A 'gelatinous goo' found in Japanese eel larvae may aid their survival by enabling them to keep afloat near the surface where food is most abundant.
Researchers from the University of Tokyo compared the specific gravity of the larval Japanese eels, Anguilla japonica, with that of 25 other planktonic marine inhabitants, finding the eel larvae to be among the lightest.
The scientists found the specific gravity (SG) of the eel larvae to be as low as 1.019, rising to 1.043 " showing the larvae to be potentially lighter than seawater itself, with an SG of 1.024.
Of the other marine inhabitants studied, which included juvenile jellyfish and the sea snail Hydromyles, the specific gravity ranged from 1.020 to 1.425.
Unique buoyancyIt is reported that the explanation for this incredible buoyancy in the eel larvae stems from a matrix of transparency gelatinous glycosamino-glycans contained within their body.
Controlled by osmoregulation through the chloride cells that cover the bodies of the larvae, this unique mechanism of buoyancy control enables the eel larvae to remain at the ocean surface where food plankton is most abundant.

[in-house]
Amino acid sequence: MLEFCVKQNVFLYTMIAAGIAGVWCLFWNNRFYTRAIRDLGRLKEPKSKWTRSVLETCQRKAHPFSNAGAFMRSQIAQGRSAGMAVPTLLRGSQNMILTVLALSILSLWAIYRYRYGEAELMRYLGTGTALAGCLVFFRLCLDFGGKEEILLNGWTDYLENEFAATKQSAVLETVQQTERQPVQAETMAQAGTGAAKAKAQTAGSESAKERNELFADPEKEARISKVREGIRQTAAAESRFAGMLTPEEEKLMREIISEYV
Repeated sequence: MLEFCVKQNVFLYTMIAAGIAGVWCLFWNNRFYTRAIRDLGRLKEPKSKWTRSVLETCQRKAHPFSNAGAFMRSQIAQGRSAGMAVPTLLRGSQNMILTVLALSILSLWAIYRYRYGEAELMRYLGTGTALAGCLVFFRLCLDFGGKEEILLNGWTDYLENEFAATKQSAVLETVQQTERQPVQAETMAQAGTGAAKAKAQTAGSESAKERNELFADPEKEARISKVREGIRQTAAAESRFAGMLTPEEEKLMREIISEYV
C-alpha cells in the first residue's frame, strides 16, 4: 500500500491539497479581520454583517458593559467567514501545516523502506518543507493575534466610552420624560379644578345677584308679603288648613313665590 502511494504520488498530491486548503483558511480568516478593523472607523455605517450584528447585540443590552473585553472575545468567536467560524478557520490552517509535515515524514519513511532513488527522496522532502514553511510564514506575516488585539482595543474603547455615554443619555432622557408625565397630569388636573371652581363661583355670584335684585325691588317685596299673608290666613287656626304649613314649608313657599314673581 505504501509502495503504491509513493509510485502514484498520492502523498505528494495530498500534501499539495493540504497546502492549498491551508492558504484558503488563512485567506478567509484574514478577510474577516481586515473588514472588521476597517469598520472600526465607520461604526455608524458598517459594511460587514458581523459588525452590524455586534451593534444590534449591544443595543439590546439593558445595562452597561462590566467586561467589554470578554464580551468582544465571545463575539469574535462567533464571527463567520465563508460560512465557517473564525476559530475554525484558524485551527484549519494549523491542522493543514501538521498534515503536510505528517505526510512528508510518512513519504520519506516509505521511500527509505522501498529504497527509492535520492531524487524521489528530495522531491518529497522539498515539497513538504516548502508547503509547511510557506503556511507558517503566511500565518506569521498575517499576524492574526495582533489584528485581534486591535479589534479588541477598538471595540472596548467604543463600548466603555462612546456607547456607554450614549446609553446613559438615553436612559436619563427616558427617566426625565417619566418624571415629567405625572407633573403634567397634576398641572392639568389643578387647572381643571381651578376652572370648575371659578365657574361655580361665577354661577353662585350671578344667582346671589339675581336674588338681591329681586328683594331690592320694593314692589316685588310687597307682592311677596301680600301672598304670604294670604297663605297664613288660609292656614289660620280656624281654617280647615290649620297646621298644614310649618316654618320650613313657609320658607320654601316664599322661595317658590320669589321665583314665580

The researchers believe that the transparency this 'gelatinous goo' gives the eel larvae may also aid their survival through the avoidance of predators.
Japanese eel are diadromous, and as such following this juvenile stage the eels migrate from the sea to freshwater to live their adult life before returning to the sea spawn.
Up until 1893, the marine larval stages of these eels were actually thought to be a separate species to the adults, and were classified as Leptocephalus brevirostris.
For more information, see the paper: Tsukamoto K, Yamada Y, Okamura A, Kaneko T, Tanaka H, Miller MJ, Horie N, Mikawa N, Utoh, T and S Tanaka (2009) - Positive buoyancy in eel leptocephali: an adaptation for life in the ocean surface layer. Marine Biology, vol. 156, no. 5. pp. 835-846.